Ramadi Iraq
An Islamic State car bomb explodes at the gate of a government building near the provincial governor's compound in Ramadi, Iraq, on Saturday, May 16, 2015, during heavy fighting that saw most of the city fall to the militants. On 17 May, Isis sealed Ramadi and sent Iraqi troops fleeing as the death toll from the fighting in Ramadi hit 500.Getty Images

Islamic State's seizure of the western Iraqi city of Ramadi drew immediate parallels to the group's victory in Mosul last June, where Iraqi army units ditched their weapons and fled, leaving the northern city to the mercy of the terrorist Sunni group.

Footage quickly emerged yesterday of Iraqi forces fleeing Ramadi, 60 miles west of Baghdad in hummers, along with thousands of refugees. District of Anbar officials said that at least 500 people had been killed in a wave of suicide bombings and that all Iraqi security bases had been abandoned.

But, unlike Mosul, Ramadi has tens of thousands of Shia militias massed on its borders, ready to enter the city and fight street-by-street alongside the Iraqi army as it recently did in Tikrit. These include Hashed al-Shaabi, known as the People's Mobilisation units, and Kataeb Hezbollah, both of which helped liberate Saddam Hussein's home city last month.

President Haidar al-Abadi had so far resisted calls from the militias to allow them to enter Anbar, a Sunni stronghold with little or no Shia presence, but reports Monday suggest that Baghdad cannot win back Ramadi without them. A spokesman for Ketaeb Hezbollah told AFP that his organisation had units ready to join the Ramadi front from three directions.

Isis Ramadi offensive
Iraqi security forces take part in a patrol in the city of RamadiThaier Al-Sudani/Reuters

Ramadi is far from a functioning city, having been embroiled in a Sunni insurgency against Baghdad even before IS supremo Abu Bakr al-Baghdadi declared the caliphate in Iraq and Syria last year. Iraqi government forces held three key buildings in a decimated city that most civilians had already fled. IS will be aware that it is unlikely to hold Ramadi for long.

As in Tikrit, while the IS forces await the Shia onslaught they will be filling its streets with roadside bombs, IEDs and booby-traps, mounting snipers on rooftops and digging tunnels. The radical group know that by numbers alone they will eventually lose the city, their intention will be to make it as bloody and violent as possible.

"They are going to make the taking of the city so arduous and so expensive that they maximise casualties, maximise waste of resources and cause diversions from other areas. That will be the real effect of taking Ramadi strategically," said Aaron Balshan, an intelligence analyst at the Tel Aviv-based consultancy Levantine Group.

It is not a surprise that al-Abadi has hesitated so long in allowing the Shia militias to enter. While Tikrit was recaptured with a minimum of sectarian reprisals on the part of the Shiite fighters against ordinary Iraq Sunni civilians, Ramadi and Anbar's existence as a hotbed of Sunni fanaticism far predates IS and is ingrained in many of the region's most powerful tribes.

Isis: Video shows Iraqi forces fleeing Ramadi after Islamic State militants capture cityIBTimes UK

During the Iraq war, Fallujah and Anbar saw some of the bloodiest battles between the US army and Sunni insurgents, with a total of 1,335 Americans killed in the so-called Sunni Triangle around Fallujah and Ramadi. As far back as 2006, more extreme Sunni tribes have sided with terrorist groups including al-Qaeda against coalition forces and government troops.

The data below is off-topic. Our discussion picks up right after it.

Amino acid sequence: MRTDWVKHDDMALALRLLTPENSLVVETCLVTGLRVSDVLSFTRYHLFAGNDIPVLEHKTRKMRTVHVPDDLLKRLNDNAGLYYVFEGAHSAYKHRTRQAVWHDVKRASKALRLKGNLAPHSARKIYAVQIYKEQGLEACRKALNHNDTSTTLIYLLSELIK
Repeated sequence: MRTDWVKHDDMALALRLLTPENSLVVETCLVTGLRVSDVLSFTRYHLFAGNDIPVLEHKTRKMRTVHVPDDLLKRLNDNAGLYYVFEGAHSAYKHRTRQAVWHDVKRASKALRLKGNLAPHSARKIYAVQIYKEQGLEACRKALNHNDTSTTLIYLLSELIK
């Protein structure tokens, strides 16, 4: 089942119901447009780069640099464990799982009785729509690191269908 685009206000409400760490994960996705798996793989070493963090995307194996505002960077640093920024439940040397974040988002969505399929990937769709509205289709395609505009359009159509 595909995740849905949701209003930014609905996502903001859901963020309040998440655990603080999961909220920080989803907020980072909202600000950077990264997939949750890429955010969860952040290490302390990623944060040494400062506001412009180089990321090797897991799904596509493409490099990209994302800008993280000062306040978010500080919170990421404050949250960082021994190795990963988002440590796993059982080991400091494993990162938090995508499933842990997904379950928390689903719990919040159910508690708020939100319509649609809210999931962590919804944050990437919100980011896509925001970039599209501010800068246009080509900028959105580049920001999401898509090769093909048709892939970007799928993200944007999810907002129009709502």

In 2012 a powerful Anbari tribe began organising anti-government protests that by the end of 2013 had developed into violent uprising. At the beginning of 2014, thousands of Iraqis living in Ramadi and Fallujah had fled the region in the face of open warfare between Sunni militant groups and the Iraqi security forces that had already left swathes of the cities in ruins.

While the replacement of the divisive and overtly sectarian rule of Noor al-Maliki with Haidar al-Abadi, as well as the successful taking of Tikrit, may have assuaged the fears among some Sunnis in Anbar of the government in Baghdad, tensions still run high in the province.

The same Sunni tribes that fought the Americans and then the Iraqi government with such ferocity over the past 15 years may be unwilling to see between 6,000 and 10,000 pro-Iranian Shia fighters storming through their tribal homeland.

Iraqi Shia militias ISIS islamic state
Iraqi security forces and Iraqi Shia militias stand guard after breaking a siege on Amerli by the Isis extremist groupReuters

"It is an extremely dangerous dynamic [...] and points to the contradiction at the heart of the anti-IS strategy – that you are relying on the same groups to beat IS [as that] inflame tensions," said Julien Barnes-Dacey, a senior policy fellow, European Council on Foreign Relations (ECFR).

That said, if the fall of Ramadi at the end of last week demonstrates anything, it is that the Iraqi army cannot take back cities from IS without the help of the Shia militias.

The footage showing Iraqi soldiers fleeing another city in the face of an IS onslaught is a propaganda win for a public-relations savvy Islamic State, which has not only bolstered its image by winning Ramadi but shown how it can use the media as a strategic tool in future.

"IS operated the same way in April, when it erroneously reported that parts of [Ramadi] had fallen to ISIS. That led to false reporting and stirred up a lot of instability in the city that only served to gain IS," said Balshan.

"Now we're seeing pictures of ISF soldiers fleeing in hummers and leaving their weapons behind and a lot of that has to do with the IS propaganda machine. It suggests: 'We have taken the city, you better run.' It causes a panic."